Co-Advisor: Professor Alex Dunn
Education B.S. Chemical Engineering, University of California, Berkeley, 2012.
Lab Duties Lab Biosafety Co-coordinator
Research Focus: Rheotaxis: probe how spatial gradients in shear stress influence endothelial cell function
Endothelial cells (ECs) line the inner surface of blood and lymphatic vessels and are highly sensitive to fluid flow as part of their physiological function. EC organization, migration and the vessel development are profoundly influenced by hydrodynamic stresses, with important implications in cardiovascular disease and tumor metastasis. How endothelial cells (ECs) sense fluid flow is a central and unanswered question in cardiovascular biology.
We have developed a high-throughput live-cell fluid flow chamber which models the physiological shear stress gradients experienced by ECs in flow stagnation regions at vessel branches and bifurcations. Live-cell, time-lapse imaging allows us to probe important cellular response to flow, most notably EC migration, which has a key role in vessel remodeling, growth and development. We find that most EC subtypes, including ECs from the venous, arterial, and microvascular systems, migrate in the flow direction. In contrast, human lymphatic microvascular ECs (hLMVECs) migrate against flow and up spatial gradients in wall shear stress, which we have termed rheotaxis1.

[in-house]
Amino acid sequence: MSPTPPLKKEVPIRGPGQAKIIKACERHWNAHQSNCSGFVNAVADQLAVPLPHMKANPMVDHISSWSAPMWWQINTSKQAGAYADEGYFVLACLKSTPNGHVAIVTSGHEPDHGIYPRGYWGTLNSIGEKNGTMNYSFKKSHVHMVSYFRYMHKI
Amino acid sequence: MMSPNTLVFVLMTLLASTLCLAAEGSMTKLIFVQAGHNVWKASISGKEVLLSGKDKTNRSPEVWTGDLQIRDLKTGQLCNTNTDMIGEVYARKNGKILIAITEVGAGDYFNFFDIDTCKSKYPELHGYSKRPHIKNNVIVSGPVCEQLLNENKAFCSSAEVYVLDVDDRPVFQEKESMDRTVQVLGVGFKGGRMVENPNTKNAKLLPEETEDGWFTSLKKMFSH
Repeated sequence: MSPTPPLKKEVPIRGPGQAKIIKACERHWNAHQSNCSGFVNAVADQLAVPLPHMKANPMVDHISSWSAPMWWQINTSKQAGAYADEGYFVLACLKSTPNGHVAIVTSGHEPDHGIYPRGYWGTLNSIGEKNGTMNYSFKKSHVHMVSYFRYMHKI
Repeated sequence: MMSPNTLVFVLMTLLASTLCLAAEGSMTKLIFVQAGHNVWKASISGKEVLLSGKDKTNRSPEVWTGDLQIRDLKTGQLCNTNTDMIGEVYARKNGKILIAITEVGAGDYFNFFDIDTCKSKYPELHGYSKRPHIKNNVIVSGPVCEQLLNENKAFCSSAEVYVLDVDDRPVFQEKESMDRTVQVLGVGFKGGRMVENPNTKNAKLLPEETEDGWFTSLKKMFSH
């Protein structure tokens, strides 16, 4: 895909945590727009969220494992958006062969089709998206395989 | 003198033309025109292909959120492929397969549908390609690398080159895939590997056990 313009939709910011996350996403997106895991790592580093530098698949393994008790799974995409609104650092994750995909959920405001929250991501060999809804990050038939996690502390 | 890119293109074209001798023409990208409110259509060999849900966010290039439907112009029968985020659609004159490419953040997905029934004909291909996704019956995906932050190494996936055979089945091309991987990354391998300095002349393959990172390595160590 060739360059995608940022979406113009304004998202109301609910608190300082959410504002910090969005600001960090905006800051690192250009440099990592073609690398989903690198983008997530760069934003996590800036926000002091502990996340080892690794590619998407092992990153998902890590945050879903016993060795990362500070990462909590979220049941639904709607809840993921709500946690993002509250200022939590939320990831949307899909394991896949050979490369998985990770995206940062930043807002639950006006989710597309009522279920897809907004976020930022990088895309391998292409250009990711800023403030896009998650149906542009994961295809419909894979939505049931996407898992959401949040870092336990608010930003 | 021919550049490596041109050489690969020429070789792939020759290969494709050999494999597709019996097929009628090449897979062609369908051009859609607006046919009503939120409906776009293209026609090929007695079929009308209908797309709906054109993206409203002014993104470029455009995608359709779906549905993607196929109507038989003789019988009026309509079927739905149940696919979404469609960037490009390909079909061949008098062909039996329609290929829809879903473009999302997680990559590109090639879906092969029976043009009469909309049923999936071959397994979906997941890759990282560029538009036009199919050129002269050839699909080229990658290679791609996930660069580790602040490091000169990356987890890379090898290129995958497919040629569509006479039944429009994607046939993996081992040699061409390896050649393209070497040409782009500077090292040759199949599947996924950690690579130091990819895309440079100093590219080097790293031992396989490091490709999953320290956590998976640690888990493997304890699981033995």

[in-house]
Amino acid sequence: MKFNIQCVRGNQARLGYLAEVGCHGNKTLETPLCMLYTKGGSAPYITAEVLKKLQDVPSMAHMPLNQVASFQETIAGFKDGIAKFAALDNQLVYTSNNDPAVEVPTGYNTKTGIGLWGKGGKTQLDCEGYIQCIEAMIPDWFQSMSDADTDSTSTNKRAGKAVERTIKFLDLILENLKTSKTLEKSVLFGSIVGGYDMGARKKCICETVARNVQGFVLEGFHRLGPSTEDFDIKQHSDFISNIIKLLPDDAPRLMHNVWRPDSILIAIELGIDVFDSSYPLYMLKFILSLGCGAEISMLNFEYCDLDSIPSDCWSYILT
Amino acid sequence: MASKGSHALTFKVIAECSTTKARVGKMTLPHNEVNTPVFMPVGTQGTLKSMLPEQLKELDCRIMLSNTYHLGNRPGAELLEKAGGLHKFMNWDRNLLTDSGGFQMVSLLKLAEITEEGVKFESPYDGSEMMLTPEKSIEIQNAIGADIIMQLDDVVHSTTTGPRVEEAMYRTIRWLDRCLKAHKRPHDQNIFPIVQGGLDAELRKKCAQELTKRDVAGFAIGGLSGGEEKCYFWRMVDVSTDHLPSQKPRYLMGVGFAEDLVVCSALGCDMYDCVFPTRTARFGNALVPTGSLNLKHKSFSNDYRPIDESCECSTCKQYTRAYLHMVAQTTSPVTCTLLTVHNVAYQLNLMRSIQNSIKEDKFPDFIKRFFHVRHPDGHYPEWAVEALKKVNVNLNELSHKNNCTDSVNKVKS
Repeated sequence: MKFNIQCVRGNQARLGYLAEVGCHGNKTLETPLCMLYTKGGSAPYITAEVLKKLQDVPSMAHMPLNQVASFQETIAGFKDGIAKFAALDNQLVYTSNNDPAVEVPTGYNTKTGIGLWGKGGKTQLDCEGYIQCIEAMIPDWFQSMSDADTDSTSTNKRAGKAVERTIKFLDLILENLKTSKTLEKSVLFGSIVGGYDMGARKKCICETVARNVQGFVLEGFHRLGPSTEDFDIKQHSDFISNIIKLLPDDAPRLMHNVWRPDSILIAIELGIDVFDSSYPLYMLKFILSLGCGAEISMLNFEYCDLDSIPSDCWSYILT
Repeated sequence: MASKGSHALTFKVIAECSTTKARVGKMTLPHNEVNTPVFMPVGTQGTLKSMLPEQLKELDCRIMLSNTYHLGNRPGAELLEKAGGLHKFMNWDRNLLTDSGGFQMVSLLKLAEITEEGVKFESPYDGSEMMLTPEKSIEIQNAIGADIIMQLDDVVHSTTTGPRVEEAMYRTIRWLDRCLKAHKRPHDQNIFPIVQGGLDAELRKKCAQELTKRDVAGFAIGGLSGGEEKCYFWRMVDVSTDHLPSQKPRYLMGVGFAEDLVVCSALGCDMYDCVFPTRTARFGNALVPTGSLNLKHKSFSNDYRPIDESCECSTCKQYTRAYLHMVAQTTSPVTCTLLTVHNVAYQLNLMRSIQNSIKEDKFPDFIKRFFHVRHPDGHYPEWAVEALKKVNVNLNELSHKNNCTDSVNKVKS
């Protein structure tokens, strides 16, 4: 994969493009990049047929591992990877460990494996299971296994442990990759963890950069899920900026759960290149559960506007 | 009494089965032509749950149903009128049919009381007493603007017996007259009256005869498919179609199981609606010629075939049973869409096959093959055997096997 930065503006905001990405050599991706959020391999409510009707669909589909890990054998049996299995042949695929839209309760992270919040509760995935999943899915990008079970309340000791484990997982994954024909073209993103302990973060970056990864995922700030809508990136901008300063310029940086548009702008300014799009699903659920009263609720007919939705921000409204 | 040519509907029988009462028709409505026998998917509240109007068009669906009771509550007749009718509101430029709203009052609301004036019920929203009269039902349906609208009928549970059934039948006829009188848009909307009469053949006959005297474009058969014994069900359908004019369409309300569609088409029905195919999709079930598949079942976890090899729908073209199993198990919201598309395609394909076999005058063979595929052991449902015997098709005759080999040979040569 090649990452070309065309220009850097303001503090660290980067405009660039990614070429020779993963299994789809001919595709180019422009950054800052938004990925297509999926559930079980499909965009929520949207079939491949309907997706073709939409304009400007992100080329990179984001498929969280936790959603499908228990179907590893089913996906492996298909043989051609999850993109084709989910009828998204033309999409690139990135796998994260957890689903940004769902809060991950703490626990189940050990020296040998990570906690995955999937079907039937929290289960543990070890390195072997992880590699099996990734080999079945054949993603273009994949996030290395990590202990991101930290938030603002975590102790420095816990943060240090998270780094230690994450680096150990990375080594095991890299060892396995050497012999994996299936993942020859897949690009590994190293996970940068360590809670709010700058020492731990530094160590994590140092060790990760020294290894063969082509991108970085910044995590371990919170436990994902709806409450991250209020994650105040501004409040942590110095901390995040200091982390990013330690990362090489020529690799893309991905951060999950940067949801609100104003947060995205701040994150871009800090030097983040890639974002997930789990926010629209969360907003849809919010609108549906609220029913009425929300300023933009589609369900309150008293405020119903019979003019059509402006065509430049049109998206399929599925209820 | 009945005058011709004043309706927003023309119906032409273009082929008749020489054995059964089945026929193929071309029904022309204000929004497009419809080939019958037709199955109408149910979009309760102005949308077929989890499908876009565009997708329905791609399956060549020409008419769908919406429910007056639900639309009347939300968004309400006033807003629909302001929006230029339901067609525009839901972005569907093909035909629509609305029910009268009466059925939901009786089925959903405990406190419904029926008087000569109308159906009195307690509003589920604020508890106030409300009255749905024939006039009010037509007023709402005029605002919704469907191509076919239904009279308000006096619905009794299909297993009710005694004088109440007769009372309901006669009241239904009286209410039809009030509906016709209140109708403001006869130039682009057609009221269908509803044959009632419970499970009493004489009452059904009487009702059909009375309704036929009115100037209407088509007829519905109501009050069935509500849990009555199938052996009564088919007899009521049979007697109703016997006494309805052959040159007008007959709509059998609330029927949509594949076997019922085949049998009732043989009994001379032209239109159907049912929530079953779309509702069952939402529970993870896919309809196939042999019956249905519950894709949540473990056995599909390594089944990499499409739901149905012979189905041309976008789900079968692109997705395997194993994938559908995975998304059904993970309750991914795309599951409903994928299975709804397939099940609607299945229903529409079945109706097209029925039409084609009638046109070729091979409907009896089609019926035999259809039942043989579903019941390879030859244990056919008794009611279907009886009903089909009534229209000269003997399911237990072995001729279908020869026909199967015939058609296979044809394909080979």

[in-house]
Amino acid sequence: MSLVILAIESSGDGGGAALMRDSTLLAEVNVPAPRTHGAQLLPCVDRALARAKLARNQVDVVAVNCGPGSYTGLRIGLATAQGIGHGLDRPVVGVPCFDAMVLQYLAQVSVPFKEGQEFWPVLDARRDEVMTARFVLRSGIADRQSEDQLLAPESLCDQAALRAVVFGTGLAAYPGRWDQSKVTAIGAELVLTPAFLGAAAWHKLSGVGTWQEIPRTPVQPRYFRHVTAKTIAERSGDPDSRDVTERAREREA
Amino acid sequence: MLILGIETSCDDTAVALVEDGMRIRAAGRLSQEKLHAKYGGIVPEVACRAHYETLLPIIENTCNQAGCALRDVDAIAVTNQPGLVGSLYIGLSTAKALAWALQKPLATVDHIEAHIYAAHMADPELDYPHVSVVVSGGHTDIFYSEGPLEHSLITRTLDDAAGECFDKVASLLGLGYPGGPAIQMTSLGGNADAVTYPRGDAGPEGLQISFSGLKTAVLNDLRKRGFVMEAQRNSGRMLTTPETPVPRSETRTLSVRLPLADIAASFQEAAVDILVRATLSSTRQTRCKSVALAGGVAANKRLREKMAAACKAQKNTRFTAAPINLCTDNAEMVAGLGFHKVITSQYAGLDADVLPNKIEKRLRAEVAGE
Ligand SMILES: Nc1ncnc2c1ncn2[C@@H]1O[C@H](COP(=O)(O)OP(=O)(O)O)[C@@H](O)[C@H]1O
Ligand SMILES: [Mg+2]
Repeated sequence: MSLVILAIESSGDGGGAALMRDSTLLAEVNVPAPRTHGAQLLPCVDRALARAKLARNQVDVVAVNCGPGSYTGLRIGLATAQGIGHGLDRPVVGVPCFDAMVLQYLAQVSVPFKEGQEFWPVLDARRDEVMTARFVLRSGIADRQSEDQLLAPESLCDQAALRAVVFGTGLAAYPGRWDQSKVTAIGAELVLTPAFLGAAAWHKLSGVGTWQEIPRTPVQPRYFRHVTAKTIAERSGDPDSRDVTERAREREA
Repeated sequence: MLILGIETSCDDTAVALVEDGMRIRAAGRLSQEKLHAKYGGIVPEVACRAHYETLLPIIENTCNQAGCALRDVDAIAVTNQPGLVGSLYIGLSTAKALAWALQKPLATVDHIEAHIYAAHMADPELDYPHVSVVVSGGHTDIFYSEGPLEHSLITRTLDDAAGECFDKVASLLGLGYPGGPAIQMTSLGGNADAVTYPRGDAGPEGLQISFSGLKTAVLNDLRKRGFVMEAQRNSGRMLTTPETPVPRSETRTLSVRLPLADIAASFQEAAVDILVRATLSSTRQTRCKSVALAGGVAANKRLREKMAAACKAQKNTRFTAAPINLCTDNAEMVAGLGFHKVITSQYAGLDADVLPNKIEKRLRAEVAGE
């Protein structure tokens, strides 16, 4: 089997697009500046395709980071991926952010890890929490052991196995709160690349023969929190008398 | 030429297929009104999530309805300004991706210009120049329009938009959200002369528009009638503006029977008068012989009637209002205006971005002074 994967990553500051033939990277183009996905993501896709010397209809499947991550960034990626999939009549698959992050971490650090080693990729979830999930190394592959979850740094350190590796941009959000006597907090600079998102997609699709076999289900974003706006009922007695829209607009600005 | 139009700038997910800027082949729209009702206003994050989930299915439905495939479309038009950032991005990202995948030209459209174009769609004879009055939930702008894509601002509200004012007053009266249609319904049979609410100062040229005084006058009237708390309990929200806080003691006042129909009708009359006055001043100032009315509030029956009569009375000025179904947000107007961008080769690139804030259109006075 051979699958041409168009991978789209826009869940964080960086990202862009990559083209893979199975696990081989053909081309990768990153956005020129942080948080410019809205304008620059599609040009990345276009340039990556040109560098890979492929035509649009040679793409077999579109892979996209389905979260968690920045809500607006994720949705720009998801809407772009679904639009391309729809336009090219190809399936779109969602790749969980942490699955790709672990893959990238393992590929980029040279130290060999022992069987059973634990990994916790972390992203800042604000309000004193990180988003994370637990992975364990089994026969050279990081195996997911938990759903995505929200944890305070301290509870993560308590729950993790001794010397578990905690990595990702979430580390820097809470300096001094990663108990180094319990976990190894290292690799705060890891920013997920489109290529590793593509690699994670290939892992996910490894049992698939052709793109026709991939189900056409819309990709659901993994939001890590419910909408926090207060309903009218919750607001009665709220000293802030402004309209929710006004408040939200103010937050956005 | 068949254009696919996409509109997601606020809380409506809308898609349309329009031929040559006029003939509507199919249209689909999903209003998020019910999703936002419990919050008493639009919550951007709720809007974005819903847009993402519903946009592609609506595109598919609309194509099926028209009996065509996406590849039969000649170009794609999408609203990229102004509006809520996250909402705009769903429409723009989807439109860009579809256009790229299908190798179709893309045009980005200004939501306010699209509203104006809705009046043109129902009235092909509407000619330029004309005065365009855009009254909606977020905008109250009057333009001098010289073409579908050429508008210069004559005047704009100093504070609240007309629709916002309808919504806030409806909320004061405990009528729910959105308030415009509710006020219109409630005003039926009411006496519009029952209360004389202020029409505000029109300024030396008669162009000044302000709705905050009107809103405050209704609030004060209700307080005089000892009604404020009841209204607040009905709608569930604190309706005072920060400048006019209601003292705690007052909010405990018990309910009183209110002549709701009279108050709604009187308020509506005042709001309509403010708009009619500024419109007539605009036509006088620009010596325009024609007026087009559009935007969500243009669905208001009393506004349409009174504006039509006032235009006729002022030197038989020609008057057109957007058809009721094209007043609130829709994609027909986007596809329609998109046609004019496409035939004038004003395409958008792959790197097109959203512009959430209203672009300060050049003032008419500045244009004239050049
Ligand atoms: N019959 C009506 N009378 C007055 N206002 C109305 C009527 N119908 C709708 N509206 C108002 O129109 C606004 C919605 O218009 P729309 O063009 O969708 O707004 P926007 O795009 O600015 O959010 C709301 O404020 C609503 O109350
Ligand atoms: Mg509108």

Current work aims to both (1) determine the physical underlying mechanism coupling hydrodynamic stresses to chemical signaling in ECs and (2) connect this in a broader scope to vessel development in angiogenesis and lymphangiogenesis, with relevant applications to embryonic development and cardiovascular disease.
1. Ostrowski, Maggie A., et al. “Microvascular Endothelial Cells Migrate Upstream and Align Against the Shear Stress Field Created by Impinging Flow.”Biophysical journal 106.2 (2014): 366-374.
Figure 11. (A) Schematic of fluid flow chamber. ECs (orange) are seeded on a gelatin substrate (blue) and are exposed to impinging flow, physiologically relevant in flow stagnation regions. (B) Live-cell imaging allows us to visualize EC migration in response to flow and (C) shows that hLMVECs migrate inward toward jet center against flow direction.